This was before Columbine and the endless other horrible acts that have happened in schools the past 25 years since the film came out (including the latest shooting in California). That the creative team of Kevin Murphy and Laurence O'Keefe would even attempt to bring Daniel Waters screenplay to the stage speaks volumes about the type of writers these two men are. It's the same men behind Reefer Madness, Bat Boy and Legally Blonde - other subjects one wouldn't think screamed to be made into a musical. But I must say, these men know how to write catchy tunes, clever lyrics and send us out humming their songs. I found that I enjoyed this just as much as the dark musical Bat Boy - even if watching it 25 years later changes my viewpoint on the storyline. (However, I also felt it best to know the film as we miss some backstory in this incarnation.) I did believe there was a conscious decision to keep everything in a surreal place so as not to muddle the lines of the reality we now live in 2014 versus the different world of the late 80s.

Seeing it on Memorial Day weekend, there were some understudies stepping into roles - but this ensemble is a well-oiled machine and boy, do they work hard. The never-stopping choreography. The 'adults' playing multiple roles and changing clothes constantly. And everyone in the show belting flawlessly to the rafters at New World Stages. The audience I saw it with was eating up every moment of it - either cheering on the memory of the film or perhaps recalling their own days in high school. No matter how old we get, we realize that high school works on a class system and this musical illustrates it all too well.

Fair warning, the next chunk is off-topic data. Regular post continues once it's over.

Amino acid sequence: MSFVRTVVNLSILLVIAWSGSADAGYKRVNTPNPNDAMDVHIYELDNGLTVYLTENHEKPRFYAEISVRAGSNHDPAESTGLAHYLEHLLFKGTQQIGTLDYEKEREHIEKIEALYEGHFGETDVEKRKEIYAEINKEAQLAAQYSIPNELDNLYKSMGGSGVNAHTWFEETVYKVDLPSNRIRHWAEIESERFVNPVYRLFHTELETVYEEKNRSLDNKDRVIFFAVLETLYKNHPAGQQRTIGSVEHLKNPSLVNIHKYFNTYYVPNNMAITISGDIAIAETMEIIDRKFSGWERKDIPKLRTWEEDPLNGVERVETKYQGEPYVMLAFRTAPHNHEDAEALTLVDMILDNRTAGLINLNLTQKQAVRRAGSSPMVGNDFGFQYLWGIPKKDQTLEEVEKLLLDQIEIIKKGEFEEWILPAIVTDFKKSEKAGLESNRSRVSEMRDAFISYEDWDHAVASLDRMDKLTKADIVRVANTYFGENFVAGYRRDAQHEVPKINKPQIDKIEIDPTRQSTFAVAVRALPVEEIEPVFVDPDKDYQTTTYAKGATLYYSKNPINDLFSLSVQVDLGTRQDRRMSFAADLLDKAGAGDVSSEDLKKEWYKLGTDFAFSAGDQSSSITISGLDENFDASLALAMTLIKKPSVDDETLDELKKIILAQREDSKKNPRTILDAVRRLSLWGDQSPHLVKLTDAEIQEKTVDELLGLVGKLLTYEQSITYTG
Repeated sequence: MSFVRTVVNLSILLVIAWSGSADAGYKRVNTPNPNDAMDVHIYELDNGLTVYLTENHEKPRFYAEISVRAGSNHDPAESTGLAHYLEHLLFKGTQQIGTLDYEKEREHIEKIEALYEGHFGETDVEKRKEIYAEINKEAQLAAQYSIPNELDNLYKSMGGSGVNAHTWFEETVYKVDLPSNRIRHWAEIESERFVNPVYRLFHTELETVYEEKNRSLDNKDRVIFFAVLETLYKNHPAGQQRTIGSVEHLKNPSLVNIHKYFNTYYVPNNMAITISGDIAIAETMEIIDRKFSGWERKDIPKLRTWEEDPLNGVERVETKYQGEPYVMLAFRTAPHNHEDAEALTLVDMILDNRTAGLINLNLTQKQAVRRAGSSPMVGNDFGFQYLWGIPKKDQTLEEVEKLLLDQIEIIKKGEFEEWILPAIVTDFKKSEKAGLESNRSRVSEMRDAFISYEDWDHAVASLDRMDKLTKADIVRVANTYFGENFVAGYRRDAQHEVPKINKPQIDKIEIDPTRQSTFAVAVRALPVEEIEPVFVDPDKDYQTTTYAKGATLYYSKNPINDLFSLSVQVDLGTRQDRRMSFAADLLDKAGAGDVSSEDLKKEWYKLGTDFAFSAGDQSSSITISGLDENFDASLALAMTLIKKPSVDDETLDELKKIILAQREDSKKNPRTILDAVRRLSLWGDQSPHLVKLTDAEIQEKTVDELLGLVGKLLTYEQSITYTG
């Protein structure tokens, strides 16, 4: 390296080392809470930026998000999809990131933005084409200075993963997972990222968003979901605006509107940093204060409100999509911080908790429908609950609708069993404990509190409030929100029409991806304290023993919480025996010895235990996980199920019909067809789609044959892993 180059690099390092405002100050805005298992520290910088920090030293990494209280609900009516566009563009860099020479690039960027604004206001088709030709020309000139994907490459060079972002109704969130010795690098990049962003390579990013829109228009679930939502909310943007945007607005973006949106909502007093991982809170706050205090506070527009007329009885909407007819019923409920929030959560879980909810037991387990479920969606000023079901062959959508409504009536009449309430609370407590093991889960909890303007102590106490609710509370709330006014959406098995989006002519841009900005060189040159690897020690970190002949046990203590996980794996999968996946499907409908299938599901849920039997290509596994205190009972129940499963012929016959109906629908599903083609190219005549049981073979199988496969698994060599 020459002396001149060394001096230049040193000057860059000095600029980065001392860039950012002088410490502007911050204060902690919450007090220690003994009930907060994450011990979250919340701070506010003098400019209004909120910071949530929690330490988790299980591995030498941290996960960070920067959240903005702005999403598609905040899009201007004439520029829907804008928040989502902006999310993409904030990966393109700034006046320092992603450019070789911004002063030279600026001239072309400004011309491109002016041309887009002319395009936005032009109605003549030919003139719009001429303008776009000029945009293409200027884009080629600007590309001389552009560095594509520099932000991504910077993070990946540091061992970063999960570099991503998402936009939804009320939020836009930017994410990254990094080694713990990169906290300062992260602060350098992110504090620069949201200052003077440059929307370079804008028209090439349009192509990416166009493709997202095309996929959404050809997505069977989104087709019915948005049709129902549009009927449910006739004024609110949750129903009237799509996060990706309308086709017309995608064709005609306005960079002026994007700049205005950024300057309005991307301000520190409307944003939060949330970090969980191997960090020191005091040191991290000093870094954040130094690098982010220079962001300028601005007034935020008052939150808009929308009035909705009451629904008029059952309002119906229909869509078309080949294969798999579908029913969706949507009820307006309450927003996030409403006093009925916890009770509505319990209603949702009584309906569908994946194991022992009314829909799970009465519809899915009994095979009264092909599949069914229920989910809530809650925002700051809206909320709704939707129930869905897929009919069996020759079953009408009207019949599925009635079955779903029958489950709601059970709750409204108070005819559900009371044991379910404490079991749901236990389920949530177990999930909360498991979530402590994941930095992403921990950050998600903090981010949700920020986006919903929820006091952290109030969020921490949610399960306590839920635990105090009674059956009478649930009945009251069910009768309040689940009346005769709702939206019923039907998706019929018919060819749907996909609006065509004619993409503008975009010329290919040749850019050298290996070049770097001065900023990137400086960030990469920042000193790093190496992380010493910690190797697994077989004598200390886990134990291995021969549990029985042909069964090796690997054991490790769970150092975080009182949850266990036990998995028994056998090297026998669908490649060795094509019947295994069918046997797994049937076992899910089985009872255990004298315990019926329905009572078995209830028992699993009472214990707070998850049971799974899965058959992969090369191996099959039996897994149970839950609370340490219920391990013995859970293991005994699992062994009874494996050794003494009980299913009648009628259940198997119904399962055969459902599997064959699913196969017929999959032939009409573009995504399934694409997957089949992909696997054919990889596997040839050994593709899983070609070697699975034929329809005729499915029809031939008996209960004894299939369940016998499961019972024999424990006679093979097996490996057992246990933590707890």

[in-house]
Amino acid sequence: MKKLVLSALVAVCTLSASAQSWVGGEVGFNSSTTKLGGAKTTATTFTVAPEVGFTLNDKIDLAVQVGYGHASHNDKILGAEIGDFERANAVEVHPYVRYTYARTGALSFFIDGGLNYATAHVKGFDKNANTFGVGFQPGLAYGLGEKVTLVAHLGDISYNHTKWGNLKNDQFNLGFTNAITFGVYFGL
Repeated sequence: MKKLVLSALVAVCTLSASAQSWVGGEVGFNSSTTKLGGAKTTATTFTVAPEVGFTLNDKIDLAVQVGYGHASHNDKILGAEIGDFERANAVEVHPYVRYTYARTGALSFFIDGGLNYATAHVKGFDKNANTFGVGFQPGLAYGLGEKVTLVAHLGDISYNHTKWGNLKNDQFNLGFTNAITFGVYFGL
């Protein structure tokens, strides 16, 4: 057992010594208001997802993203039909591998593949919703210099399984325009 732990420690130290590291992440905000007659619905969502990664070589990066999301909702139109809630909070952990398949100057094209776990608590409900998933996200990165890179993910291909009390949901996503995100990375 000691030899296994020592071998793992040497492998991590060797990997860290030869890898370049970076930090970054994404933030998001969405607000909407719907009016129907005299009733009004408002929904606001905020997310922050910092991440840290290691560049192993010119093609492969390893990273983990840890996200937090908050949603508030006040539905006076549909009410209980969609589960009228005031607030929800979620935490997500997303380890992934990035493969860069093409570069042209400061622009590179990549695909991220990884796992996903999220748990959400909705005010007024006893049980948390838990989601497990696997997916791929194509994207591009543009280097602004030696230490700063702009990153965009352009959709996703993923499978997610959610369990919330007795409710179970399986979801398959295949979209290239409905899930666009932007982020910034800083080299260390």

Barrett Wilbert Weed is wonderful as Veronica - making it her own and not giving us a carbon copy of Ms. Ryder (which sometimes occurs when a film is turned into a musical). She has an amazing voice, an infectious laugh and an adorable quality which can't be stifled. Dan Domenech stepped into the dark trench coat of J.D. at the performance I saw and definitely gave a layered performance of the character - never once slipping into the Jack Nicholson parody that Slater did in the film. The "Heathers" were all amazing as were each ensemble member of the company. (Seeing Anthony Crivello on stage again after seeing him in Kiss of the Spider Woman so many years ago was also a real treat.)


Heathers: Film
I couldn't help but wonder how these 20-somethings feel about sharing such a story on stage when we hear so much about bullying and are in constant debate over gun control because of school shootings, but in some way I suppose…they are still keeping the dialogue alive and making us discuss it. You can't help but leave this show and think about all of those horrible acts that have played out in real life. For this show - it's all filtered through song and dance. Like Carrie turning against those that did her wrong, this story deals with similar subject matter - yet with more of a redeeming second act. 

I definitely recommend it for a fun time at the theater when one is looking for an escape from the outside world and go out singing about being seventeen.


As a side note, our visit to the theater is often shaped by what happens around us. At this particular performance, I was seated near someone who made it clear he worked for the marketing team of the show. He also sang along, indicated what was coming next (sometimes with over exuberance of laughter and excitement), shook the seats in front of him with his eagerness to get others involved in the clapping and cheering and pretty much left a sour musical note experience for this theater-goer. I'm all for showing support for those you know on stage, but when you're employed by the production in one way or another - sometimes less is more.

Friday, May 23, 2014

A Change in Scenery